Processing everything when I first arrived was overwhelming in many ways. I felt that everything was changing rapidly, and whenever I had time to sit back and process it, I was recovering from the long day and wanted to shut my brain off. Leaning into spirituality helped in this process, which I did in three main ways: I started to attend church with fellow American teachers, journal, meditate, and read. Engaging in these various modes of spirituality has given me an outlet to consider my place in the world, and the impact I’m having in the community, and reflect on my journey thus far. 

church from facebook
Oneway Church Pattaya. It is a bilingual church half in Thai and half in English. This photo is from their facebook page. If you look hard, I am in the bottom left of the picture wearing a tan dress with blue vertical stripes.  

4. Building and Revising Habits 

One of my American friends and co-workers emphasized to me often during my first few weeks in Thailand how important it is to bring habits from home when going abroad. How right she was. I put off establishing these habits for my first few weeks since I was running errands, meeting people, adjusting to school life, and learning about the culture. Putting off the establishment of old and new habits is something I wish I had done sooner. 

There are three categories of habits I do in Thailand: home, adapted, and new habits. The home habits are the ones that kept their full form when transferring to Thailand. Namely, I have my morning cup of tea before school, and I work out in the late afternoon to early evening. Some habits I brought from home but I have adapted for a new context such as calling my family and friends in the early morning (I typically call people around 5:45 or 6 am) and switching my workout from primarily running and standing and bodyweight exercises to workouts focused more on flexibility and gymnastics. Lastly, I’ve started new habits that have helped me feel healthy and content with my life here: I walk to the neighborhood market once a week, play badminton once or twice a week, and do morning yoga before school.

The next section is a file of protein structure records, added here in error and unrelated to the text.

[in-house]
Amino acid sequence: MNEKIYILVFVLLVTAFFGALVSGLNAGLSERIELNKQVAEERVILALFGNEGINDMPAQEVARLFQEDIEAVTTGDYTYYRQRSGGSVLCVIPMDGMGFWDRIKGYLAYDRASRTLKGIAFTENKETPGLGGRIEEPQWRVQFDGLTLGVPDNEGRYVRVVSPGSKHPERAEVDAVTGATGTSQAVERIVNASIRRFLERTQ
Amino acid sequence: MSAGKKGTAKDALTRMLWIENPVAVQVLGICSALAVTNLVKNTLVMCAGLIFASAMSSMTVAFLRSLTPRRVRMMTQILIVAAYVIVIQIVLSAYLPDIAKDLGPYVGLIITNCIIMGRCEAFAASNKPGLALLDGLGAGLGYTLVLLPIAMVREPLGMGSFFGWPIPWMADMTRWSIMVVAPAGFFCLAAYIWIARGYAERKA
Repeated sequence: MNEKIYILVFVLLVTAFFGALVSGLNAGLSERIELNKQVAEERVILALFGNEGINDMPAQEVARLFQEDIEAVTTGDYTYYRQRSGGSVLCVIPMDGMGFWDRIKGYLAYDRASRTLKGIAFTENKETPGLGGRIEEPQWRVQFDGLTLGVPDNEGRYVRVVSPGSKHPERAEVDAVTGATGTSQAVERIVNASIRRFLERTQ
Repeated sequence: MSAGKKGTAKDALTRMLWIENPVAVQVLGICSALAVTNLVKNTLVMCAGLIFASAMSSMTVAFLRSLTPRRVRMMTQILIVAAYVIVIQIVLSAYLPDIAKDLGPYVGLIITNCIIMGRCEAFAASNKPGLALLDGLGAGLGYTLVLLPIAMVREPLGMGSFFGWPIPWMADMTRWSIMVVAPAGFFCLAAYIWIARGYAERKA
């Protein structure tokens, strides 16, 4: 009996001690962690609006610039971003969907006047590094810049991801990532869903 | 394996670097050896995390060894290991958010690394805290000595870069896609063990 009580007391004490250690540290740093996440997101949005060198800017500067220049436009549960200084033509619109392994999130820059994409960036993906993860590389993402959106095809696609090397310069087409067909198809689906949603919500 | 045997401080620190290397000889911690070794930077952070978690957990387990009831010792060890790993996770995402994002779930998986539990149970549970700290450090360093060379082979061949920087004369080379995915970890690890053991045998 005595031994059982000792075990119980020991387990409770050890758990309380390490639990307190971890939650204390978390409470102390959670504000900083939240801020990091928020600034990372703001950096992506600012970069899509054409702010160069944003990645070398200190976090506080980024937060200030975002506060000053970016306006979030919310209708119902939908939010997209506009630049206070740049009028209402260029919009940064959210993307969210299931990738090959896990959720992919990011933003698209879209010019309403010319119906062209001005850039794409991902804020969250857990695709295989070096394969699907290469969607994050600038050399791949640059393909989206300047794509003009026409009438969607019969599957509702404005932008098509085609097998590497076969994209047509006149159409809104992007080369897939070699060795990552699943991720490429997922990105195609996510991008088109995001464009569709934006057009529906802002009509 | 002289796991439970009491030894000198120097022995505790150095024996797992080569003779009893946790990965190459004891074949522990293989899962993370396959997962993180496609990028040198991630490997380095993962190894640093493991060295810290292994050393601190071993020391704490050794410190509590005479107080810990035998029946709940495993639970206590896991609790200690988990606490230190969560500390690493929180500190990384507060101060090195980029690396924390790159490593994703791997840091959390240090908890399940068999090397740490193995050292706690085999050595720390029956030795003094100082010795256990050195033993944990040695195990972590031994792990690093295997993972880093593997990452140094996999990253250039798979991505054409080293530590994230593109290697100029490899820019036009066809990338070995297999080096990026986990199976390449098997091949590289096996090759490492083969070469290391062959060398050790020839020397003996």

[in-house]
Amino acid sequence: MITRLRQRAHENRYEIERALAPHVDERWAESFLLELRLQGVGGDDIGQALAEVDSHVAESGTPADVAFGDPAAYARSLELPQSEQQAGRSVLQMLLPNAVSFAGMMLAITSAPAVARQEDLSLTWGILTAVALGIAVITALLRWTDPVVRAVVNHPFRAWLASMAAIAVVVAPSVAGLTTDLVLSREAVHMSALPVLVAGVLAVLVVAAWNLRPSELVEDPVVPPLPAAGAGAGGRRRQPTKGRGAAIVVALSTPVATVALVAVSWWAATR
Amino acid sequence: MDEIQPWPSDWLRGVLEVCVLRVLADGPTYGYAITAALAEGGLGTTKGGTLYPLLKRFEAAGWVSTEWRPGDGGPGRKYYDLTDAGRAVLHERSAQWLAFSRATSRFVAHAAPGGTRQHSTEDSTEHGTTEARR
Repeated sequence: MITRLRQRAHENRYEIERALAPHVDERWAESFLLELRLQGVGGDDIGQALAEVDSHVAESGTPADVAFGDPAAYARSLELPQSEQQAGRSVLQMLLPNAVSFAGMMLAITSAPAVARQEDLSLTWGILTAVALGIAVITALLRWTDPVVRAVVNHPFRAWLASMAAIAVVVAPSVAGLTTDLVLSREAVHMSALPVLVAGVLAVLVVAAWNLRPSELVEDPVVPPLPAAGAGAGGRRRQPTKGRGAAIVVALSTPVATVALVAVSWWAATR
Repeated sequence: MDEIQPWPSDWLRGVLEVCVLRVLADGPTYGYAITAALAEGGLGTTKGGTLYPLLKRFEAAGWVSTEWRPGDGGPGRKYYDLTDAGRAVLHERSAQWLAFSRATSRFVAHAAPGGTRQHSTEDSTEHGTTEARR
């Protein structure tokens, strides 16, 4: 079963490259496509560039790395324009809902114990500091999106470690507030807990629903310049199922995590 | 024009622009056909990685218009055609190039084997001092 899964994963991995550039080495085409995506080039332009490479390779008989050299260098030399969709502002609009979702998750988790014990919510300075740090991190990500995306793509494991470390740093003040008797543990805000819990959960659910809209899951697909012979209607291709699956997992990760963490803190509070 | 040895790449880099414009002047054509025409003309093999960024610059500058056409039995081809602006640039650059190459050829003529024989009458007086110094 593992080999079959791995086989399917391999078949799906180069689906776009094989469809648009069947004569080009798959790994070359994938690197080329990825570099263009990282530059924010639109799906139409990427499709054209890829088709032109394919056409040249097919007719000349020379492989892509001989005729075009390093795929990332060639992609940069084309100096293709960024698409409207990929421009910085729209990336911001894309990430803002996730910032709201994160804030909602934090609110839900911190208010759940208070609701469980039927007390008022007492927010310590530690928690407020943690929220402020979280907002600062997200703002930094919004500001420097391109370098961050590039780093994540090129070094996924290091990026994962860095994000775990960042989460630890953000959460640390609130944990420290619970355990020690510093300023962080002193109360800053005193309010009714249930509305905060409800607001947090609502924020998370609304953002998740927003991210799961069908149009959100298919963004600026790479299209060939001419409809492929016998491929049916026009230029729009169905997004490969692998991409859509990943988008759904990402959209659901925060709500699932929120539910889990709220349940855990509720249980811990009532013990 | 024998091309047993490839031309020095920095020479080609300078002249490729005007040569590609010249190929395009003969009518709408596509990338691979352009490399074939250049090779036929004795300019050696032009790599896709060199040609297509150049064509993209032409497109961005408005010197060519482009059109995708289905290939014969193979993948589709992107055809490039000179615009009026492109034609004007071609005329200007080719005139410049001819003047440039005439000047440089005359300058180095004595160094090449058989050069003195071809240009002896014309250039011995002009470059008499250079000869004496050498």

5. Exploring 

Part of the lure in teaching abroad is learning about a culture and what better way to do that than by exploring! Once I began to get familiar with my neighborhood, I was able to feel much more comfortable around the area and was able to associate my area as a home. I tried out food stands and restaurants within walking distance from my school and found my favorite coffee shops to spend my weekend at. 

Establishing a new “favorite place” such as a specific coffee shop, a quaint library, or a little garden, can make a big difference in how independent and at home you are in your new environment. 

Thepprasit Night Market
The Thepprasit Night Market quickly became one of my favorite places to go in the city. It's only about a 15-20 minute drive from my apartment and is full of fantastic food and awesome shopping stands. 

6. Me time and self-care

As an introvert, I needed to find some time to just be by myself. I took my first solo trip to a national park for four days and I came back to school feeling restored and much more like myself. Having that time to myself let me catch up on the books I was reading, helped me feel independent, and gave me space to think. 

Me-time should also not be confused with isolating yourself when you feel homesick (and potentially lonely). It should be about having time to destress and process rather than hide from others. 

Don't Let FOMO Burn You Out

When making a move across the world, homesickness is expected. When fighting this sense of longing for home, there are dozens of remedies, the ones listed here are just a handful of the possibilities. Calling home more often, talking to people about how you feel, making bucket lists and many other things are all options. 

When you are abroad, say yes to as many experiences because you never know where they may lead. At the same time, recognize that not everything you do has to be outside your comfort zone, and saying no to certain invitations will free you up to be more present in other experiences. Above all, tune into the cues your body gives you, be curious, and be sensible throughout your journey.